Cannes is a cancer on our industry. The article by Tim Goodwin is the best thing I've read about it in years.

If you really feel the need for a jolly, go to the Kinsale Sharks, where at least there are nice people.

Otherwise save your money. Hire a new junior team. Save some puppies. Whatever.

Anonymous said...

It would be very worrying if Cannes became about creativity without any point. It should be about creativity that has some useful outcome surely. The problem with all the "we compressed 10,000 Coke cans and turned them into butt plugs for dogs" type ideas is that the outcome and usefulness is highly questionable, despite the slickly made case study video designed to convince naive judges otherwise. For me Cannes has become a lot less interesting over the years because genuinely clever well-crafted ideas with a point are few and far between. Cannes is in danger of becoming an irrelevant festival of over-engineered novelties and silly gimmicks.

Anonymous said...

don't forget Cannes is shitload of politics where jury members from one network deliberately vote against other network with a blatant excuse of "competition".

what's that got to do with celebrating creativity, nobody knows.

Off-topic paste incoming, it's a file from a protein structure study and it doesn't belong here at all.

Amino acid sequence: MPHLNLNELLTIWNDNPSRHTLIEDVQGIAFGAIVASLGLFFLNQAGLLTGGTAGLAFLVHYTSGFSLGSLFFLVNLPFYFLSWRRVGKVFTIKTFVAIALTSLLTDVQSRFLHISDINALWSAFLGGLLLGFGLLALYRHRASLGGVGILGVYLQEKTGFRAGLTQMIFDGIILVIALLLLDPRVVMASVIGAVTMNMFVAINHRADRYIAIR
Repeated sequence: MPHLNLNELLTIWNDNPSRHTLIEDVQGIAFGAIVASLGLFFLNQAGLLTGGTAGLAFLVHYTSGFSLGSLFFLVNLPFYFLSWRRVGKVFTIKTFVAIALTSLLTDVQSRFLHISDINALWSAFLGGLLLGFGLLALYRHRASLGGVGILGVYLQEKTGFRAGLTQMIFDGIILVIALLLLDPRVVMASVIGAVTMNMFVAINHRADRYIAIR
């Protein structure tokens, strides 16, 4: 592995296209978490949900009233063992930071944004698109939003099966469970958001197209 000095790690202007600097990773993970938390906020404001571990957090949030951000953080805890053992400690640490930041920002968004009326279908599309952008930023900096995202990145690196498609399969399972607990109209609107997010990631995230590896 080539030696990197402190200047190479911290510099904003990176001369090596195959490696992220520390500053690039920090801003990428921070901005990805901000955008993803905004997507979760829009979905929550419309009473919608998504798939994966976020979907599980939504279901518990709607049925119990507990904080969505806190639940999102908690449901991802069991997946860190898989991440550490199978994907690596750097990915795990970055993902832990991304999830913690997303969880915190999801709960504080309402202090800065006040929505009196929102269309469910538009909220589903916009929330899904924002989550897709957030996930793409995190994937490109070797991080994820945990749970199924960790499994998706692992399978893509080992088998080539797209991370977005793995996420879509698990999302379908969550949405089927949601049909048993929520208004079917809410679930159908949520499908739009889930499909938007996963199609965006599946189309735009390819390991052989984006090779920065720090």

besides I've been lucky to accidentaly overhear some jury's discussion few years ago. what I heard still makes me puke every day.

as commenter before me said: Cannes is cancer on our industry.

Anonymous said...

And the ultimate irony here is Havas is just as guilty of everything that was mentioned in Tom Goodwin's article.

fedex said...

I don't believe "business was a lot simpler then". It still is. We are complicating it with apps and engagement and category killers. It's about simplification and persuasion, no matter what media you use. But lately technology and awards come before ideas.

Anonymous said...

Think Cannes is becoming more like the advertising couture show. Like Gaultier's dress made of bread, there’s a lot of super-cool, prototypes that may or may not have any practical value.

I’d be interested if there were briefs for some of these projects. Did Volvo task the agency with making roads safer for cyclists? And the S-truck is cool, but I can’t imagine Samsung briefed the agency looking for ways to improve the safety of Argentine roads. How do these projects take shape?

Scamp said...

I'm guessing that there weren't briefs for these projects. But I reckon that's okay. A good agency SHOULD initiate ideas for clients without being asked.

The prototype point is an interesting one. Cans of Life Paint are obviously not Volvo's core product. But making a side project that people think is cool, could help sell more of their cars. Same goes for an out-there Stella McCartney dress at a fashion show, which gets PR, and causes more people to buy her $75 fragrance in a department store.

Scamp said...

Some guy called Jeff Goodby just said basically the same thing as me, but in a much more engaging way.

Anonymous said...

I don't think this is an exception. It typifies what the festival represents...